It’s one of U.S. Rep. Connie Mack’s favorite stories for the campaign trail.
Owners of a Cape Coral-based boat building company want to expand and hire new people. But a long list of government-imposed permits and fees threaten to capsize their plans.
"There’s a small business in my district. They wanted to expand their business," Mack said during a recent visit to Sayler’s Suncoast Water in Pinellas Park. "It took 31 different permits and fees just to be able to expand their business. This is a government that is out of control."
Republicans frequently rail against burdensome regulations that stifle job growth. And Mack’s story of job-killing regulations anchors his platform as he strives to unseat Democratic U.S. Sen. Bill Nelson, who’s seeking his third term.
Mack’s story surfaces so frequently, we fact-checkers couldn’t help but dive in. Here, we’re checking if it takes 31 different permits to expand a business.
We launched our research with Bob Long, owner of the business Mack was referring to, Marine Concepts, which manufactures fiberglass and boats.
This check won’t include the details of Long’s expansion, since plans are still tentative and under wraps. We’ll just say he’s shopping for property to open a new location, and that’s enough information to estimate how many permits he’ll need.
In an impromptu phone interview, Long shot off his list of legal obligations. They check out.
"You’ve got to have occupancy permits, site permits, parking permits, waste disposal permits, wide load permits, fire permits, the ocean regulations and what they require, landscaping permits, immigration checks and reports, air permits from the Department of Environmental Protection," he said, later emailing a list 32 notches long.
He added another list of 26 tax and insurance requirements, which could also be considered fees.
"I’d rather be able to hire more people and have more space. I’ve got to have people full time working these permits and fees and so on. It costs money," he said.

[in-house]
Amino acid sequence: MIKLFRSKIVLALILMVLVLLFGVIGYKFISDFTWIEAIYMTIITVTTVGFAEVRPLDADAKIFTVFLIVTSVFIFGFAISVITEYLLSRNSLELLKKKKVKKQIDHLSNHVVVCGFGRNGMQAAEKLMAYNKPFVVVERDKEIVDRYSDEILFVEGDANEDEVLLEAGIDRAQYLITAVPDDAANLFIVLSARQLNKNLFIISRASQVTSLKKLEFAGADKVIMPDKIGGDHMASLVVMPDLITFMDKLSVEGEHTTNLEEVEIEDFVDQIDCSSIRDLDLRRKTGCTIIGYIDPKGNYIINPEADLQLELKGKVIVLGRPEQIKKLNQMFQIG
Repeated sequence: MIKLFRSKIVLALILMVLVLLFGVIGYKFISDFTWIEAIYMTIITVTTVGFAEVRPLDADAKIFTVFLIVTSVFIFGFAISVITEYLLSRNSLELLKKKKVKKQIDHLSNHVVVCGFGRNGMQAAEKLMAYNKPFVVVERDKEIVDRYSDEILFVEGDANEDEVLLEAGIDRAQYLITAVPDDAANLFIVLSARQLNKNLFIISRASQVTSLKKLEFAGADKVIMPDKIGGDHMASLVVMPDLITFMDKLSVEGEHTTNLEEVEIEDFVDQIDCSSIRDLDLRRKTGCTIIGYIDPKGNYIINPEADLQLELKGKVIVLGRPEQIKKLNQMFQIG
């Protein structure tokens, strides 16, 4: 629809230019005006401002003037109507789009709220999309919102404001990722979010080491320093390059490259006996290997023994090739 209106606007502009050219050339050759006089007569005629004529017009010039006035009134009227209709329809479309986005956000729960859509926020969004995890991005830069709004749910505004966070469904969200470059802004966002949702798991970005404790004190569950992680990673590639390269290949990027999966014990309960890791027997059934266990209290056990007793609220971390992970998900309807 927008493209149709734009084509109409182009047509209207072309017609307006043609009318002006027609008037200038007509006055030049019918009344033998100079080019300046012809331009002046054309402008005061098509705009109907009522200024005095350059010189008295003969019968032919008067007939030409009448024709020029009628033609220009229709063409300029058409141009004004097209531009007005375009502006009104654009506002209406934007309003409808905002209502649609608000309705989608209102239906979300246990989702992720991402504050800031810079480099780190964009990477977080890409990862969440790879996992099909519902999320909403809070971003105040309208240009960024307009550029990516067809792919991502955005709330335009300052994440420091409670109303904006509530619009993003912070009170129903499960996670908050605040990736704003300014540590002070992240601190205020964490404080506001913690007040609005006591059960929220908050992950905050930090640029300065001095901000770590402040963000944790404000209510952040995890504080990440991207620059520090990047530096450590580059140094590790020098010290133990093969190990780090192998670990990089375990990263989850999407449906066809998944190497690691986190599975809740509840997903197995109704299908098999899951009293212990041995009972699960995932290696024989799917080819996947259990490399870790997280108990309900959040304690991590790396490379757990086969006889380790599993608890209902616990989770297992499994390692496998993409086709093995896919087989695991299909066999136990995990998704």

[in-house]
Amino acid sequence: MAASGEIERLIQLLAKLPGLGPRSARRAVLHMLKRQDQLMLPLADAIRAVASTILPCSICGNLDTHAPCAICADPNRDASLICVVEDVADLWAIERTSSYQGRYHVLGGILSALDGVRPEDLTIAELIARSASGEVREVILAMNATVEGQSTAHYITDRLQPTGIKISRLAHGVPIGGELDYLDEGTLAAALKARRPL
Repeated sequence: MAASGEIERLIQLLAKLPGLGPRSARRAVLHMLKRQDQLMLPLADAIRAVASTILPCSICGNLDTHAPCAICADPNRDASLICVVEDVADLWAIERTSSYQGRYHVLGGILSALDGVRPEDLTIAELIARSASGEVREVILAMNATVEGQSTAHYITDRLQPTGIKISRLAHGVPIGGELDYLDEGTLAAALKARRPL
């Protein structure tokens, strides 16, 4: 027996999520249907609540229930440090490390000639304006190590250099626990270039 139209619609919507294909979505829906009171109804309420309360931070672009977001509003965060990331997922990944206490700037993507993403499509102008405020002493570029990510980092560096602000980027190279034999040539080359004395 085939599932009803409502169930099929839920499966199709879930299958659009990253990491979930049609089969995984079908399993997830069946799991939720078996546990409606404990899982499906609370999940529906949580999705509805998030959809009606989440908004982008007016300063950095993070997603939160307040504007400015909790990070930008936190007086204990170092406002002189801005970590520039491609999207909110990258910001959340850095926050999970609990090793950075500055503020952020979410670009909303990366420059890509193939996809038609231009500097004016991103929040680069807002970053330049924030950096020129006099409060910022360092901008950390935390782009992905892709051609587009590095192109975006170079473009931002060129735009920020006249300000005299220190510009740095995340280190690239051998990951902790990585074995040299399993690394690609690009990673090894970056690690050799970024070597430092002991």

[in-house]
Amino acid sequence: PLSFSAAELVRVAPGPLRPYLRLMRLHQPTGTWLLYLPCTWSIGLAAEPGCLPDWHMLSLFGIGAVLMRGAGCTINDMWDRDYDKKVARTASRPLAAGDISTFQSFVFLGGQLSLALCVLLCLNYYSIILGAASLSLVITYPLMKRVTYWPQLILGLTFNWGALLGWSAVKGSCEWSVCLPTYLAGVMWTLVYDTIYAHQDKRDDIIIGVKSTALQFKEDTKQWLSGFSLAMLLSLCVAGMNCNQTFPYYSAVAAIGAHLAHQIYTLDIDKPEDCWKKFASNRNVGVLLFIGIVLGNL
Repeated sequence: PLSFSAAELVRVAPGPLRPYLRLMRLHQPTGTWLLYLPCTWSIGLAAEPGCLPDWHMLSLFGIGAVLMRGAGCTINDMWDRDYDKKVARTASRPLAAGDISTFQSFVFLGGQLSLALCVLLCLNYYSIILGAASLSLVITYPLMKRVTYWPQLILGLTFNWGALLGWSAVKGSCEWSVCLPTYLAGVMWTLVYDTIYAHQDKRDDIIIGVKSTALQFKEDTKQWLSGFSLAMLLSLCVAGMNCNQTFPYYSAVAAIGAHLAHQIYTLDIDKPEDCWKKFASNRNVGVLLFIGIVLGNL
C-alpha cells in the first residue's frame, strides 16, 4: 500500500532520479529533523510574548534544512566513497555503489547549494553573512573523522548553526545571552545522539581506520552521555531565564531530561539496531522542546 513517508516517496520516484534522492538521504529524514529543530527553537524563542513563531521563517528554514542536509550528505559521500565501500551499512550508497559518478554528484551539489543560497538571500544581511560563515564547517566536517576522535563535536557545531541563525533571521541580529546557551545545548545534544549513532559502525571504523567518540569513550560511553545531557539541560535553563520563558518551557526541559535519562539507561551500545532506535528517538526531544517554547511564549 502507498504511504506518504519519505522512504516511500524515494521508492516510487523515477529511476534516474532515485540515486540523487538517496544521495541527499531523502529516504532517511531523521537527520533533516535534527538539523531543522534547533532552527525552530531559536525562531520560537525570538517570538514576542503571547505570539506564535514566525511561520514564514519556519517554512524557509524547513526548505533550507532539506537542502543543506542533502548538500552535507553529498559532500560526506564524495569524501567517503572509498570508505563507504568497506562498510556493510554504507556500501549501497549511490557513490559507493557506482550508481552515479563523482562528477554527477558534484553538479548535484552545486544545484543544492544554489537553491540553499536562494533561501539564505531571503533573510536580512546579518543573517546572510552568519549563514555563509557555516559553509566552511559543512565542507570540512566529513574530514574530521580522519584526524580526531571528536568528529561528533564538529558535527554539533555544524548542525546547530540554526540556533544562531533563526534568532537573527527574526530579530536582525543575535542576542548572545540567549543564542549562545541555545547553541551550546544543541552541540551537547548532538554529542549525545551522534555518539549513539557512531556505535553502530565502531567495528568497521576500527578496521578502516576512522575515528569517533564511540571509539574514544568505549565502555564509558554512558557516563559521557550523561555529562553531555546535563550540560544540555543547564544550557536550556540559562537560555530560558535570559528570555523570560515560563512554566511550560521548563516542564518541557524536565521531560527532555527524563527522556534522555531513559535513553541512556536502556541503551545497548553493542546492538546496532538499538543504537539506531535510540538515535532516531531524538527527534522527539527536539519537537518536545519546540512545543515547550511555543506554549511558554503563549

Many permits and fees, such as those that protect the environment, are worthwhile, he said. But, in many cases, he said, complying with regulations requires more work and money than necessary.
"The landscaping permits tell me what kind of trees I can put in and how big and where," he said. "Some of these things are a bit much."
Marine Concepts is required to get more permits than most businesses because the company manufactures fiberglass, uses chemicals and pollutes, said Susan Noe, business assistance director at Fort Myers Regional Partnership and the Lee County Office of Economic Development,who checked Long’s list and verified the permits.
Her office pointed to at least nine Marine Concepts permits that are industry-specific, from wide-load permits and boat tag licenses to air emission reports.
"They have to make sure they have the necessary protections in place to protect the environment, the health and safety of employees, in addition to the surrounding businesses," she said. "Do they have to file for these things? Yes....it’s because of the type of business they’re in."
Mack’s stump speeches (at least the ones we’ve seen) describe a mindset, and don’t outright claim he will initiate regulation reform.
That’s the tricky part, said John Hudak, a fellow with the Brookings Institution think-tank in Washington.
For one, many permits and fees are imposed by state and local governments. Sometimes federal lawmakers can use their status to pressure state politicians and get things done. But, in Florida, which is ruled by a Republican super majority, lawmakers have already stripped away most regulations they can, Hudak said.
If elected, Mack’s ideas could garner traction under a Mitt Romney administration. But Mack would be a junior senator and U.S. Senate newcomers are not likely to be appointed as chairs to the powerful committees that oversee federal regulations, Hudak said.
Mack was on target in describing the number of permits and fees required of Marine Concepts. He might have even underestimated.
But Marine Concepts is in a highly regulated industry, so it’s not an example of the typical amount of permits a company would have to get to expand. Many other types of businesses would require less permitting, a business liaison told PolitiFact Florida.
We rate Mack’s claim Mostly True.